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Security Think Tank: Minimise malware risks through education, process and technology

What strategies should organisations follow to block malware attachments which continue to account for two-thirds of malware infections that result in data breaches?

For many attackers, sending malware attachments can be a simple numbers game. They maximise their chances of success by targeting many people within an organisation, knowing that they only need one person to open the attachment.

These emails can often be easy to spot, but more sophisticated social engineering techniques targeting a specific individual can be far more difficult to detect. Blaming people is not the solution – we are all human. A more proactive strategy is to improve the security environment so that these risks are minimised through education, process and technology.

It is extremely difficult to completely eradicate these types of threats, but to tip the balance in your favour, educating users to question suspicious emails and having a simple mechanism for them to report their suspicions is key.

The first step for users is to recognise suspicious emails – for example, scanned documents sent from email addresses outside the organisation. But to really affect change, users need to go beyond just spotting malicious attachments, and start reporting them to security teams so that they can be properly investigated. It only takes one user to open an attachment to enable the attack, but equally, only one user reporting a suspicious email can trigger a quick response, with other emails being identified and any infected hosts isolated before significant damage is done. What is essential here is that the reporting mechanism is simple and well known. 

When it comes to technical protection, start with the basics. Using antivirus filtering on email traffic and complementary antivirus on PCs is the first step. It costs relatively little and is easy to set up, so there are few barriers to entry for even the smallest organisations, where this is often provided by a hosted email service. These types of solutions are not 100% effective but will help to get rid of a lot of the “background noise” and therefore allow security teams to focus on more sophisticated threats.

Similarly, patching operating systems and applications is a fundamental part of the defence against known malware. Most attacks take advantage of vulnerabilities that are already known, so if you patch routinely and as quickly as practicable, this can protect the organisation against a lot of existing malware.

Some organisations need to test patches before deploying them, to ensure that they don’t interfere with existing software, but the patching still needs to be done within days of the patches coming out. This is because as soon as the patches are issued, hackers identify the vulnerabilities and develop new malware to exploit them.

Another way of reducing unwanted email is to use techniques for detecting “spoof” emails purporting to come from one domain, while they come from another. This can be as simple as using software that highlights spoofed addresses, or links in an email, of full blown message authentication such as domain-based message authentication, reporting and conformance, (Dmarc), an email validation system designed to detect and prevent email spoofing. This is effective at combatting emails with forged sender addresses that appear to originate from legitimate organisations.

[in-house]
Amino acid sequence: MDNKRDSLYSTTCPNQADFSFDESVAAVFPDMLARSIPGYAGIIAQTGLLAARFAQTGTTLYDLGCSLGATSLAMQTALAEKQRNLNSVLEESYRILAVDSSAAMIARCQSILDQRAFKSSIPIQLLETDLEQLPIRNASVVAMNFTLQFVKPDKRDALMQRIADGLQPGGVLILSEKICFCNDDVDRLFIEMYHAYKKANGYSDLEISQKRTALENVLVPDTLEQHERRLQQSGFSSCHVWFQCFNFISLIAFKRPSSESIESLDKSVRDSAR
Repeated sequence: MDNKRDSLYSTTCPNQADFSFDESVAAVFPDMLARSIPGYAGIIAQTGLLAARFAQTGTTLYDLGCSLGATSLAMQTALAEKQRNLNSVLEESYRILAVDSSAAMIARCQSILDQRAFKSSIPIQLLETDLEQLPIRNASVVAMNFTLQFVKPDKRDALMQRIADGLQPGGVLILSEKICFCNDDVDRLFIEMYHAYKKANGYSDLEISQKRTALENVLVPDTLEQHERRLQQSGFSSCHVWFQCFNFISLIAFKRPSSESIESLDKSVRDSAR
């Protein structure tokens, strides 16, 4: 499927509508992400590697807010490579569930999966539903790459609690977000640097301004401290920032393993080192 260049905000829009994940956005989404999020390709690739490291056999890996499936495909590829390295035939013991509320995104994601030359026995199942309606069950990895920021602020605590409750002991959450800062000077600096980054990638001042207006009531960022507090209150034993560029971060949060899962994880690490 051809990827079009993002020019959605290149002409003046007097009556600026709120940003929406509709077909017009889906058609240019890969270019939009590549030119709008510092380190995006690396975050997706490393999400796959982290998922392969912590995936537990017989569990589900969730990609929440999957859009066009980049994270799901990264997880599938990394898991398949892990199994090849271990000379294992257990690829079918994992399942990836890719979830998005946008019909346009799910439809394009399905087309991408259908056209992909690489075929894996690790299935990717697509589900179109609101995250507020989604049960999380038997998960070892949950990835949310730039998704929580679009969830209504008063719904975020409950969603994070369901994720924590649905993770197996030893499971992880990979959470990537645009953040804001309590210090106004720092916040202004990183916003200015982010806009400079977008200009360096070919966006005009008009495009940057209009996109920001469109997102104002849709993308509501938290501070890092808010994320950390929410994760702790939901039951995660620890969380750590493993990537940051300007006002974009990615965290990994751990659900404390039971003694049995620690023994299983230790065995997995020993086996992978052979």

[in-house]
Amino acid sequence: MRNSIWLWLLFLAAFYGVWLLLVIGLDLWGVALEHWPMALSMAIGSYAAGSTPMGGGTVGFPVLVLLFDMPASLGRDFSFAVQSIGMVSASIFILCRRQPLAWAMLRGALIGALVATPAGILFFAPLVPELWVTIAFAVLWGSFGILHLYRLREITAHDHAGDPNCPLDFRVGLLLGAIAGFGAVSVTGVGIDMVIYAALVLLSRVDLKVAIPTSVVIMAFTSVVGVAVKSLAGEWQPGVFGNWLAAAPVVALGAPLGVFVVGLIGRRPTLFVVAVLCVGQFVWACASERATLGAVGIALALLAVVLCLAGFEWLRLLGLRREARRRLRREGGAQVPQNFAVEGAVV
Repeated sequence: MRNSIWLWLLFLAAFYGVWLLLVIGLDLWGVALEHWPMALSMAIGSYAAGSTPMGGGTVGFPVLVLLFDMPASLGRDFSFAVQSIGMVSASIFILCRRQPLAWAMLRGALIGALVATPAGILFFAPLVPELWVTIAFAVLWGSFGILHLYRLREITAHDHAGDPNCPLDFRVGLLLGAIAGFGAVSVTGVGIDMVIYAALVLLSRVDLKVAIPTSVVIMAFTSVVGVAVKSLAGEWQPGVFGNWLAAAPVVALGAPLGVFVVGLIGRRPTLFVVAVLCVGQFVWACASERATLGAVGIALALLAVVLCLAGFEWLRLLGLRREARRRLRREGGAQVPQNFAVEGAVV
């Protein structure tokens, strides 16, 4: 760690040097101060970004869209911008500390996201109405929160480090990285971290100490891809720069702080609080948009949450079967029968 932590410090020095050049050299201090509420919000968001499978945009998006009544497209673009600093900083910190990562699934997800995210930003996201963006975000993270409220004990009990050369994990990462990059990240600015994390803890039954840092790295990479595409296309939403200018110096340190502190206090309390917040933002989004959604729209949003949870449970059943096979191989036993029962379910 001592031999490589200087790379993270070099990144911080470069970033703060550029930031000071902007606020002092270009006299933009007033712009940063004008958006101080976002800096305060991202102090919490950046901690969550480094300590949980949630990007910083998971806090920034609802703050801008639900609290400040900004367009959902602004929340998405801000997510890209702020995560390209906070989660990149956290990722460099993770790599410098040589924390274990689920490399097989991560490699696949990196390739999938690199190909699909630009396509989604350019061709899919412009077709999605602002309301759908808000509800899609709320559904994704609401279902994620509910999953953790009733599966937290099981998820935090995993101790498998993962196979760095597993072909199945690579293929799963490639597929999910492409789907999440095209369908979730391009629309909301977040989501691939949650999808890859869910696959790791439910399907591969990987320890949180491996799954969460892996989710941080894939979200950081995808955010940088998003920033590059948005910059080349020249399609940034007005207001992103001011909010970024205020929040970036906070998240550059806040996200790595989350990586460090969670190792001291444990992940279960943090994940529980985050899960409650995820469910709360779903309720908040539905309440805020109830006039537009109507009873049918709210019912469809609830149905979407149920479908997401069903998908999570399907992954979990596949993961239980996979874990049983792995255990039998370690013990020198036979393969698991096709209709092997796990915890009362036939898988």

Dmarc is normally deployed by the largest enterprises and public sector organisations running their own mail services. In the case of small to medium-sized enterprises, it is something to check is being used by the ISP or email provider.

Application whitelisting

Another basic strategy is to protect servers through application whitelisting, controlling which applications can run and ensuring email accounts are not run on any of the servers. In other words, making sure malicious email attachments never get to execute with administrator privileges on a critical server. System administrators can read their mail just as well on a locked down user machine.

Moving up in sophistication, another useful tool for large organisations is email filtering using a network appliance before the email reaches the server. Typically, these will execute untrusted programs or code in a virtual environment (sandbox), detecting both host and network activity to detect unknown malware. But while this technique can be effective, a lot of the latest, most successful malware used by attackers incorporates sandbox evasion techniques, to try and prevent it from being investigated in this way.

Typically, providers of such devices also use techniques to counter the attacker’s evasion techniques and use other analysis and heuristic techniques to detect zero-day malware. Similarly, deploying endpoint security software using host intrusion detection on PCs is another line of defence to combat these threats. The best solutions do not depend on signatures, or simple heuristics, but detect the techniques used to exploit vulnerabilities such as buffer overflows enabling them to detect most zero-day attacks.

Ultimately, the only way that attackers will reduce the volume of malware delivered via email attachments is if it becomes easier or more effective for them to deliver malware in a different way. Therefore, the best strategies for defence are to increase the reporting of malicious attachments by users, having a strategy to deal with them, and to equip your environment with technologies needed to make these attachments less effective.

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